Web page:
Select Page

ATO set to crack down on lawyers

AUSTRALIAN BUSINESS REVIEW   February 12, 2019   Ben Butler

The ATO is worried that some law firms could be concealing their commercial activities behind legal professional privilege.

The Australian Taxation Office is planning to launch legal action — potentially including criminal prosecutions for fraud — against lawyers at top-tier firms who misuse legal privilege to shield their blue-chip clients.

In a note posted on its website, the ATO said it would launch “a range of cases in the short to medium term” attacking the misuse of legal professional privilege. Fraud against the Commonwealth carries a maximum jail sentence of 10 years.

ATO officers have become frustrated after lawyers have claimed the privilege, which is supposed to protect the advice they give to clients, over as many as 30,000 documents in a single case sought by the agency — far more than the 30 to 50 normally seen in such cases.

“It’s just multiple orders of magnitude over what you’d expect for an ordinary privilege claim,” second commissioner Jeremy Hirschhorn said.

In recent years the use and potential misuse of legal professional privilege has emerged as a major challenge for regulators, with the corporate regulator currently fighting AMP in the Federal Court over its refusal to produce documents relating to its fee-for-no-service scandal.

In August, NAB also unsuccessfully claimed the privilege over documents dealing with its fee-for-no-service wrongdoing that it wanted shielded from use by banking royal commissioner Kenneth Hayne.

And in a case already before the Federal Court, Glencore is challenging the ATO’s use of documents from offshore law firm Appleby — although that case is different because the ATO already has the documents as part of the Paradise Papers leak.

The warning the ATO published on Monday was a follow-up to a November 30 meeting of the National Tax Liaison Group, which includes lawyers and accountants who represent the big end of town, and comes after it also raised concerns about misuse of privilege during parliamentary hearings last month.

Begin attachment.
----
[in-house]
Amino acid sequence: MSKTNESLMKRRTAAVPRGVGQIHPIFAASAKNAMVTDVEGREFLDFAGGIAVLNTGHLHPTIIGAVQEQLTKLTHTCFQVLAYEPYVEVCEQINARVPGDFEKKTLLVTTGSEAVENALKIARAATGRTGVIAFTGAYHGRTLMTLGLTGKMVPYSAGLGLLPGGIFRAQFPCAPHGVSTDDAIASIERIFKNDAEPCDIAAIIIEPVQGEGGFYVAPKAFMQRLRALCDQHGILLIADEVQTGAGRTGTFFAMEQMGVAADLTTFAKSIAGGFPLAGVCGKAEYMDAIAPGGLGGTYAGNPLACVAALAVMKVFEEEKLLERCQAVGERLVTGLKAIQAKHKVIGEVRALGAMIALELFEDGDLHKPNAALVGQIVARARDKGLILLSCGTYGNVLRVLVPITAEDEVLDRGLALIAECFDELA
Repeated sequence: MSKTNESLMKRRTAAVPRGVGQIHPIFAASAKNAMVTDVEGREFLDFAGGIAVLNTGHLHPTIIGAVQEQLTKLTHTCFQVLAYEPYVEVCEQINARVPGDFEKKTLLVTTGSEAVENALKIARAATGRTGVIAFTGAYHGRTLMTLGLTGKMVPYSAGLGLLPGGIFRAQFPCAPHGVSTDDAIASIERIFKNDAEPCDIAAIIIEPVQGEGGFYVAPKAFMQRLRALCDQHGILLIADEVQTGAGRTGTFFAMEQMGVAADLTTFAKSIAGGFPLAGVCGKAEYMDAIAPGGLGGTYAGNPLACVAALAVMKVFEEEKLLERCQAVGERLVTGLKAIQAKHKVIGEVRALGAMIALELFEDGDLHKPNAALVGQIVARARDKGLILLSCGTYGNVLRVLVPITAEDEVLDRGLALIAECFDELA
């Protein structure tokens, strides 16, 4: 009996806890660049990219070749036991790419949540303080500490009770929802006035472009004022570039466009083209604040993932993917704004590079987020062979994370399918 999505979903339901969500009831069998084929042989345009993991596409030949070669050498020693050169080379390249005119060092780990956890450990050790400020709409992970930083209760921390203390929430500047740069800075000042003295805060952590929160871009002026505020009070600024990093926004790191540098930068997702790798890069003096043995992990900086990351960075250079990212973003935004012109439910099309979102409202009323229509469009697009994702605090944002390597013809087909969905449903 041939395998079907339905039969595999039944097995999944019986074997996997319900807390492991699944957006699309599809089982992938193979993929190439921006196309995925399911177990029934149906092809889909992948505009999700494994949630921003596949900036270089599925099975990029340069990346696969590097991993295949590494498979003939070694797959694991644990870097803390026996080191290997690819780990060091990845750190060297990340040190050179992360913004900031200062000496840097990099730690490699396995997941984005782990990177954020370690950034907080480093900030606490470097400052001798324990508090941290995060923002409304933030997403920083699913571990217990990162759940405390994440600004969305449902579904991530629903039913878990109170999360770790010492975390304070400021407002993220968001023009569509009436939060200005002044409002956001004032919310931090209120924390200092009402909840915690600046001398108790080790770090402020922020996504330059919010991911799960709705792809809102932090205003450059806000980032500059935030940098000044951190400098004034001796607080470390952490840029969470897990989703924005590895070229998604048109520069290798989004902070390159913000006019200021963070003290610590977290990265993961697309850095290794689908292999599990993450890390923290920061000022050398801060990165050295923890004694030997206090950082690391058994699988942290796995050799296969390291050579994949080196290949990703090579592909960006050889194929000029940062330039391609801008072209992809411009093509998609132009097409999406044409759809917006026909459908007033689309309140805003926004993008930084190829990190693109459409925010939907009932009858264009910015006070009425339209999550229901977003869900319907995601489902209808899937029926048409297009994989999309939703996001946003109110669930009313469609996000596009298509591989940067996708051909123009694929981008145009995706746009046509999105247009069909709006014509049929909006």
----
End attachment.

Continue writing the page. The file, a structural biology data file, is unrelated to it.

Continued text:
Mr Hirschhorn said one way fraud charges could arise came out of concerns tax lawyers were helping clients cook up ways to get around the Tax Act’s powerful general anti-avoidance provision, Part IVA. A scheme that avoids tax only runs foul of Part IVA if it was entered into for the “sole or dominant purpose” of doing so.

“The thing we have seen hints of, which I hope not to be the case, is the firm helping the client discover its non-tax purpose,” Mr Hirschhorn said. “The firm says, ‘Here’s some we prepared earlier which you may find useful’, which are then presented to the commissioner as the real justification.

“That’s actually fraud.”

The ATO is also considering criminal prosecutions over the relatively minor offence of failing to provide documents to it following a formal notice, raising the prospect magistrates who normally deal with offences such as assaults and theft, might be confronted with a technical legal argument over tens of thousands of documents. Also in the mix is civil action ranging from asking courts to declare privilege claims invalid to alleging statements to the ATO were false or misleading.

The ATO is also concerned that some law firms could be trying to conceal their commercial activities behind legal professional privilege that actually belongs to their clients.

Mr Hirschhorn said firms would approach taxpayers and tell them: “We think you’ve got a problem. They rock up with a series of slides that have structures on them,” he said. “Sometimes they’re saying you’ve got to sign up to privilege to see them. It looks like a disguised confidentiality agreement.”

The ATO’s warning is aimed at a small group of practitioners at some of Australia’s top law firms.

“It’s only a few partners,” Mr Hirschhorn said.

Pin It on Pinterest

Share This